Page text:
• JoJo Ragon says:

      I know this blog is meant for discussion, but I am assuming it is for interpretation as well. I would like to respond to Tom’s comment with a few comments myself that stood out to me. I am in no way mocking Tom’s statements and I give him credit for writing what was on his mind. However, I would like to think about a few phrases in a different way.

      1) “Those of you who are homosexual, stand up for yourself!”

      At first glance, this statement can be one of empowerment and encouragement towards the LGBTQ community. On the other hand, as I had read it, I took it as an oversimplified, privileged assumption that those who identify as LGBTQ and struggle can and simply should “come out” and be who they are. This is ignoring the institutional, cultural, and social pressures placed, norms that as heterosexuals, we cannot begin to imagine the feeling of being called “a phase” or who we are attracted to as “impossible.” In this case, I feel that as a heterosexual, I would be in no place to use my privilege and criticize those oppressed to simply do something about it and stop being silent.

      2) “I think it’s very cowardly to just kill yourself.”

      This was a statement that I automatically dropped my jaw at simply because I feel that it is very bold. I accept Tom’s opinion; however I personally believe that no one has the right to determine whether another person’s plights are bad enough to result in such a death. I have an Aunt that committed suicide along with a friend from high school and although those around them loved them, that is not a justification towards being selfish and cowardly to simply end your life. In reality, ending your own life is something I cannot being to fathom and therefore believe cannot be judged by in any way.

      3) “Go to the counseling center. Get help in a healthy way…”

      Lastly, this statement was something that made me think. On the one hand, it is a great encouragement to remind the LGBTQ community that there are people out there who do care and do support their identity. However, I did feel that the way this was stated was another way of using privilege and simply “having the answer” to this big mystery.

      Ok, I am going to stop now because I do not want Tom or anyone else to think that I am bashing him and find his opinions ridiculous and unacceptable. I did however want to shed a different light on some things that were said and I hope that I did so without being offensive. Tom is a good friend of mine so I hope he will understand—as I hope those who read this do.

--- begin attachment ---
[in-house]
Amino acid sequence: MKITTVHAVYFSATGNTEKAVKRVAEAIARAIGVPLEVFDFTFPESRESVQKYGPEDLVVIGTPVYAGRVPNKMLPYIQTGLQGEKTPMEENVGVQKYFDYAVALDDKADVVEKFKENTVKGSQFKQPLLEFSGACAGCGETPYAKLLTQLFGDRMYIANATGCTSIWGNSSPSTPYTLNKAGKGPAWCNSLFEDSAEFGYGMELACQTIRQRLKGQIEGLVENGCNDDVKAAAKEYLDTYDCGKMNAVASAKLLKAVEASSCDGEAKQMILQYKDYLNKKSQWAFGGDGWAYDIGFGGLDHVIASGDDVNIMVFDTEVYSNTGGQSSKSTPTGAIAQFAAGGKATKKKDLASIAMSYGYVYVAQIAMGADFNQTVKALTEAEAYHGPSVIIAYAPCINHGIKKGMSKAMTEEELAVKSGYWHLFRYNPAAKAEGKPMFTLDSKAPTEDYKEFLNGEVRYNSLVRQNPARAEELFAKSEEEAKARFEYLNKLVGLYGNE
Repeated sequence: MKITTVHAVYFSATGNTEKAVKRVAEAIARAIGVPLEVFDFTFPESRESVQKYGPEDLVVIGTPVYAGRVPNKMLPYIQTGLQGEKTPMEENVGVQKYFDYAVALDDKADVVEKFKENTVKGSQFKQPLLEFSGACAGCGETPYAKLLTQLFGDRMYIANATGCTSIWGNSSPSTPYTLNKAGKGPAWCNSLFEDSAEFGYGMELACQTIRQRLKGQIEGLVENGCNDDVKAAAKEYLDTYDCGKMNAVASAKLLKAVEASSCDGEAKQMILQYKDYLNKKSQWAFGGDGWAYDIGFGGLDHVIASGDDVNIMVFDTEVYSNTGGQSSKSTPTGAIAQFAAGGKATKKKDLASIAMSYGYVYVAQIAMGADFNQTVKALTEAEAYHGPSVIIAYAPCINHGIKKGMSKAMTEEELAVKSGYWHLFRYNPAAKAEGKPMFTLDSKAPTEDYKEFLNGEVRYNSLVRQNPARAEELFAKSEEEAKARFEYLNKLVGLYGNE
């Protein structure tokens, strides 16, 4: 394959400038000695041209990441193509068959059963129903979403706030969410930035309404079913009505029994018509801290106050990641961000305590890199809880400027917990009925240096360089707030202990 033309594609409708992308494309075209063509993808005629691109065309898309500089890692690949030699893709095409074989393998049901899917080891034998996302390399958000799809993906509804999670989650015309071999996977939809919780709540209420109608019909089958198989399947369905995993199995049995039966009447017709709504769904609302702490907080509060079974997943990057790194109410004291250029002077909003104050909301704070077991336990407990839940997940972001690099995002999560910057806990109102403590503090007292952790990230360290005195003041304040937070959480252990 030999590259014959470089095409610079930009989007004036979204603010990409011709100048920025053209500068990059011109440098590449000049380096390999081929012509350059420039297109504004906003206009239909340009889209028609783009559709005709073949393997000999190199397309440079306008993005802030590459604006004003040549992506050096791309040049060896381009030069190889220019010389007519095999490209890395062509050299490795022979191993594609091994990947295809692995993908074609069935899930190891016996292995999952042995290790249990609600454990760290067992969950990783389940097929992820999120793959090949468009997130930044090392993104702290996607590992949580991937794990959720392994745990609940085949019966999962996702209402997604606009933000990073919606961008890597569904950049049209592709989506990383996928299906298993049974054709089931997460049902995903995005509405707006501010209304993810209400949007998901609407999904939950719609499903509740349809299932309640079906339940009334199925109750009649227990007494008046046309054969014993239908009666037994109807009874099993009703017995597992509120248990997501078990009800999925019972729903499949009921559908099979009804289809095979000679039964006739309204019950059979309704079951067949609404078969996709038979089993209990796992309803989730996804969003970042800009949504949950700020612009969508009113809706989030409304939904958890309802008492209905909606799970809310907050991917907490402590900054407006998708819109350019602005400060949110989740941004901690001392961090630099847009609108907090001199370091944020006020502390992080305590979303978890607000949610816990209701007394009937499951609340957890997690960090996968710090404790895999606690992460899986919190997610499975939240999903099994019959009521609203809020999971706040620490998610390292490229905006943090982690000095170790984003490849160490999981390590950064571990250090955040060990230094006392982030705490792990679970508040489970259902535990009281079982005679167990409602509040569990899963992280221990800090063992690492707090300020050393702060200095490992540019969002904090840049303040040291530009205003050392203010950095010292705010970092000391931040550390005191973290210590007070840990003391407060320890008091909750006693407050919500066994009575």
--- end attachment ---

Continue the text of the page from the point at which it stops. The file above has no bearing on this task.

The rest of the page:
• Jillian McCarthy says:

      I take issue with some of Tom’s comments as well. In his response, Tom asks the question, “Where do they learn that suicide is their last or only option?” I don’t think that anyone really views suicide as an option; parents don’t teach their children that if things get too rough, it’s best to simply end things. People commit suicide when they find no meaning in their suffering, when they see no end to this suffering, and when life is so unbearable that death is the only escape of which they can conceive. I agree with Jojo in that I don’t think that a non-suicidal person could possibly understand what that level of desperation entails and I don’t think it’s our place to blame the person who kills himself or herself for being too weak or shortsighted to find some other solution.

      On another note, in my ethics class last week, during our discussion of Kant we examined the Rutgers suicide case and tried to pinpoint exactly what made the perpetrators’ actions wrong at the beginning when they did not know that Tyler Clementi would kill himself. We concluded that in posting explicit videos of him online the perpetrators intended to cause harm and violated his right to privacy. Kant also believes in universalizability; basically, if you wouldn’t be willing to apply the motive behind your decision to similar situations, you shouldn’t do that action. For example, in this case: “It is morally acceptable to violates one’s rights to privacy and cause harm if doing so will give me a good laugh.” While these reasons obviously make the decision wrong from the start, it seems that these two ideas don’t reach the heart of the moral problem. My professor asked us if we thought that, given the cultural climate towards gays in the U.S., the perpetrators should have known that what they did would risk Tyler’s life by opening him up to discrimination and embarrassment for being outed in that way. I think that they should have. If we’d just treat people the way we want to be treated there would be a lot less heartache in our culture.

  5. Out of the Tyler Clementi tragedy I have seen a fixation on Cyberbullying. Cyberbullying as defined by the STOP CYBERBULLYING website as “when a child, preteen or teen is tormented, threatened, harassed, humiliated, embarrassed or otherwise targeted by another child, preteen or teen using the Internet, interactive and digital technologies or mobile phones.” ( This definition also can extend to adults, but it is in the teenage years where this has proven to be most destructive and prominent. Laws are slowly and cautiously being formed to protect and defend victims of this tech terror, but there is a maelstrom of information to sort through such who is the sender, how much communication exists, what is the severity of the threats or insults, the age of the recipient verse the send…ect.